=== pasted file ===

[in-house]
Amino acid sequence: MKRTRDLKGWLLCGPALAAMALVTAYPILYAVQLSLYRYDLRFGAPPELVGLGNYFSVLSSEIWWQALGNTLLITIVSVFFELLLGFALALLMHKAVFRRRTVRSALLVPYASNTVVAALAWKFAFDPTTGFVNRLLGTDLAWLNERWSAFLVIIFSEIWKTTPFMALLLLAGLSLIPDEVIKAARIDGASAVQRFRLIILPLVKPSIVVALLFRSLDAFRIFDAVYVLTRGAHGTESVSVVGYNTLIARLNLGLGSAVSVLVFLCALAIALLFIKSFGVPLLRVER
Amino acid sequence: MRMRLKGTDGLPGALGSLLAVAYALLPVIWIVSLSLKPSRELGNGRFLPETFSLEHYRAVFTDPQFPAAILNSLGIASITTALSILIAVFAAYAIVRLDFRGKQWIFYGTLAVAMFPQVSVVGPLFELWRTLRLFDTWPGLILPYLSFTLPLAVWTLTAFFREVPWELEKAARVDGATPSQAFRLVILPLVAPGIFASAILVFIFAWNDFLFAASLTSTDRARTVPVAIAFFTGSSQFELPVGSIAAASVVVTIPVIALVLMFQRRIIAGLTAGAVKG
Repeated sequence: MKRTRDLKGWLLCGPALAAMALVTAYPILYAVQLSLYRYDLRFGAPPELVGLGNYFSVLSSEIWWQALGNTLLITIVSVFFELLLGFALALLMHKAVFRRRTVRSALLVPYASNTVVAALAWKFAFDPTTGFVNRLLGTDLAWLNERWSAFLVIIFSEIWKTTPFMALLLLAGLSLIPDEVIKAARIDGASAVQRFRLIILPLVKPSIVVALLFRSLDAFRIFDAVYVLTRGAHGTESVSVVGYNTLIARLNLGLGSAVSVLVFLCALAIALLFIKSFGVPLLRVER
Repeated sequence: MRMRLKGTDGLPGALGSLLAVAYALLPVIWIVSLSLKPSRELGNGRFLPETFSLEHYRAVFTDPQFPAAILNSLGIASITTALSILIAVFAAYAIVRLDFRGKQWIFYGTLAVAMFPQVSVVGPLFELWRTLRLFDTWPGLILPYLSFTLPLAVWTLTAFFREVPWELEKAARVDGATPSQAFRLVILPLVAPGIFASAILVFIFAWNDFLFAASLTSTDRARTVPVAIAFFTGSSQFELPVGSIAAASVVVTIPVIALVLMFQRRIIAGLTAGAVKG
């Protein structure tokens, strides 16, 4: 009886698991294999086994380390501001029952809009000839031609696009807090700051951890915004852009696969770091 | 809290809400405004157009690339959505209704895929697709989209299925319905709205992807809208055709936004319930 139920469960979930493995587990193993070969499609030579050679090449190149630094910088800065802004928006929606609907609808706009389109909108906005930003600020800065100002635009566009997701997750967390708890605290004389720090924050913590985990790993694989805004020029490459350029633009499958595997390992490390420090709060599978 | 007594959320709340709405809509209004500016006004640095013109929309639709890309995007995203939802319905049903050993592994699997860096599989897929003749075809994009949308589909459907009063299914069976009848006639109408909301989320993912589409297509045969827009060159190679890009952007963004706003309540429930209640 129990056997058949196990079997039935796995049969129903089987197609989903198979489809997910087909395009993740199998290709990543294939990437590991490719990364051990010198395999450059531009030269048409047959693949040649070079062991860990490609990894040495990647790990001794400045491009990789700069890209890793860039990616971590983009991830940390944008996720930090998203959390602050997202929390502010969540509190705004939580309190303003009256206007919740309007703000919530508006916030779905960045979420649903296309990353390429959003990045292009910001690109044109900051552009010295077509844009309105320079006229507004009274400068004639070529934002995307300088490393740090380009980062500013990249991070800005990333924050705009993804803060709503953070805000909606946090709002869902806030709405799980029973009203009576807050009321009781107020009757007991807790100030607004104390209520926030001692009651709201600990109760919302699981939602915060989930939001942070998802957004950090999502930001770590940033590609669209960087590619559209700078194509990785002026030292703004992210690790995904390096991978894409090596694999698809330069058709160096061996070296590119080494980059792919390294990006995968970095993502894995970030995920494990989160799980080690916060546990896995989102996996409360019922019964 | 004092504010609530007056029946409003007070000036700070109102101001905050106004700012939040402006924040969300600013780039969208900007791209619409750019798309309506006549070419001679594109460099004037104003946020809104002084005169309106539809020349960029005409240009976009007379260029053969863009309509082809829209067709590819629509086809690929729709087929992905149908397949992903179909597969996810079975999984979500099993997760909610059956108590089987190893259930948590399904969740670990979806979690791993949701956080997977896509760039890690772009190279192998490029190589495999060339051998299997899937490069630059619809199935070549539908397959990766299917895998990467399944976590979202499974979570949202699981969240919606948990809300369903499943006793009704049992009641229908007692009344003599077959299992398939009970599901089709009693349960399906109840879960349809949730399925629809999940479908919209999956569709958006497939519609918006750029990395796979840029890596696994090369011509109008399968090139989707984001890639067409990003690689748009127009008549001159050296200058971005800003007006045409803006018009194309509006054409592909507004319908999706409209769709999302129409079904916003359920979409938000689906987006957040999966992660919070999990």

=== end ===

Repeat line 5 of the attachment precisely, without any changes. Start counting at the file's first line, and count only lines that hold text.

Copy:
Repeated sequence: MRMRLKGTDGLPGALGSLLAVAYALLPVIWIVSLSLKPSRELGNGRFLPETFSLEHYRAVFTDPQFPAAILNSLGIASITTALSILIAVFAAYAIVRLDFRGKQWIFYGTLAVAMFPQVSVVGPLFELWRTLRLFDTWPGLILPYLSFTLPLAVWTLTAFFREVPWELEKAARVDGATPSQAFRLVILPLVAPGIFASAILVFIFAWNDFLFAASLTSTDRARTVPVAIAFFTGSSQFELPVGSIAAASVVVTIPVIALVLMFQRRIIAGLTAGAVKG